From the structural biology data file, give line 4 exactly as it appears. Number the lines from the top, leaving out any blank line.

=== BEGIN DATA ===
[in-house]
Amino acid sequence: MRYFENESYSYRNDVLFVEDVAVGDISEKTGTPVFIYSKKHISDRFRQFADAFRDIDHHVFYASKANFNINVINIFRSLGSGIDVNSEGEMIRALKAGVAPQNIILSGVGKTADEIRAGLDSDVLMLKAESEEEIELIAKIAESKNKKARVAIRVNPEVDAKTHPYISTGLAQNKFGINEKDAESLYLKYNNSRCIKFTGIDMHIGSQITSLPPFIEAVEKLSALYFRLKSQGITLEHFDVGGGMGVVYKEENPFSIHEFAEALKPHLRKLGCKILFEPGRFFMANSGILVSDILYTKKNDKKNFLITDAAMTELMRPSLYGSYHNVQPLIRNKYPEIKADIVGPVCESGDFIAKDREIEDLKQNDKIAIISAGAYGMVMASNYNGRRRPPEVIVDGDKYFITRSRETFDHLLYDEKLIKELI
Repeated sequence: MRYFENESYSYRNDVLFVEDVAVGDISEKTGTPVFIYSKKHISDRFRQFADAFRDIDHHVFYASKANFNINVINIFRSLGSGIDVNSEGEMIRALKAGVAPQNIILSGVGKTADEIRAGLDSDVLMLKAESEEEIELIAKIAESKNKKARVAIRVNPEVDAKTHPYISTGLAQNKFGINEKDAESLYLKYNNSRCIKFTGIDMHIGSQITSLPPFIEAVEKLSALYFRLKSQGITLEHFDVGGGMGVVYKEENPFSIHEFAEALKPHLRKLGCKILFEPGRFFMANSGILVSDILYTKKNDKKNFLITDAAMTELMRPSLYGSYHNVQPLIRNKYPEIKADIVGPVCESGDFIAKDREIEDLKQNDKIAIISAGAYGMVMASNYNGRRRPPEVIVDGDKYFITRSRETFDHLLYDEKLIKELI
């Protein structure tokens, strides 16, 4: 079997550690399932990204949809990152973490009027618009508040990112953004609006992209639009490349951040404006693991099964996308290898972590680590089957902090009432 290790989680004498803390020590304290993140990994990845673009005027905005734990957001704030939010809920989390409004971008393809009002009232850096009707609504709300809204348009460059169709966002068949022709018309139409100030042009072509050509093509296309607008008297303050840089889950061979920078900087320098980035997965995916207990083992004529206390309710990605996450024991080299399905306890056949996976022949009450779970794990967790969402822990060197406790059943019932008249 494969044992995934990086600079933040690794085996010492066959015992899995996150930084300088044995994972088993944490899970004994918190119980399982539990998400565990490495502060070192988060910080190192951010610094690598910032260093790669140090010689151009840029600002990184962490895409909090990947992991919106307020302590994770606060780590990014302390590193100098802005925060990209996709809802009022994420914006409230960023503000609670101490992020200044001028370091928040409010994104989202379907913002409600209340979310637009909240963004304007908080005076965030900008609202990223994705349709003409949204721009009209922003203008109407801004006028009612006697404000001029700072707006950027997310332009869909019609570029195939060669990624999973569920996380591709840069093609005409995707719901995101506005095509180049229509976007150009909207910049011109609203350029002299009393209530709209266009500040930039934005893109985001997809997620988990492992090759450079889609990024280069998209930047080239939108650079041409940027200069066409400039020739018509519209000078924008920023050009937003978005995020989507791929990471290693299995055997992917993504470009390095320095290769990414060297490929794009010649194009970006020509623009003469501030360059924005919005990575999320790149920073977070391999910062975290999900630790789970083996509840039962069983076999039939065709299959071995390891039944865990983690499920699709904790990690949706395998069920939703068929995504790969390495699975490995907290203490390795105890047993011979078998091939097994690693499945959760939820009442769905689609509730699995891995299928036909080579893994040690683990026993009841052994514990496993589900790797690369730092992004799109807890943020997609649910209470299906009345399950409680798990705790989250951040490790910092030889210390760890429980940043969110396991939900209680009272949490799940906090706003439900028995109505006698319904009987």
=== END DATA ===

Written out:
């Protein structure tokens, strides 16, 4: 079997550690399932990204949809990152973490009027618009508040990112953004609006992209639009490349951040404006693991099964996308290898972590680590089957902090009432 290790989680004498803390020590304290993140990994990845673009005027905005734990957001704030939010809920989390409004971008393809009002009232850096009707609504709300809204348009460059169709966002068949022709018309139409100030042009072509050509093509296309607008008297303050840089889950061979920078900087320098980035997965995916207990083992004529206390309710990605996450024991080299399905306890056949996976022949009450779970794990967790969402822990060197406790059943019932008249 494969044992995934990086600079933040690794085996010492066959015992899995996150930084300088044995994972088993944490899970004994918190119980399982539990998400565990490495502060070192988060910080190192951010610094690598910032260093790669140090010689151009840029600002990184962490895409909090990947992991919106307020302590994770606060780590990014302390590193100098802005925060990209996709809802009022994420914006409230960023503000609670101490992020200044001028370091928040409010994104989202379907913002409600209340979310637009909240963004304007908080005076965030900008609202990223994705349709003409949204721009009209922003203008109407801004006028009612006697404000001029700072707006950027997310332009869909019609570029195939060669990624999973569920996380591709840069093609005409995707719901995101506005095509180049229509976007150009909207910049011109609203350029002299009393209530709209266009500040930039934005893109985001997809997620988990492992090759450079889609990024280069998209930047080239939108650079041409940027200069066409400039020739018509519209000078924008920023050009937003978005995020989507791929990471290693299995055997992917993504470009390095320095290769990414060297490929794009010649194009970006020509623009003469501030360059924005919005990575999320790149920073977070391999910062975290999900630790789970083996509840039962069983076999039939065709299959071995390891039944865990983690499920699709904790990690949706395998069920939703068929995504790969390495699975490995907290203490390795105890047993011979078998091939097994690693499945959760939820009442769905689609509730699995891995299928036909080579893994040690683990026993009841052994514990496993589900790797690369730092992004799109807890943020997609649910209470299906009345399950409680798990705790989250951040490790910092030889210390760890429980940043969110396991939900209680009272949490799940906090706003439900028995109505006698319904009987």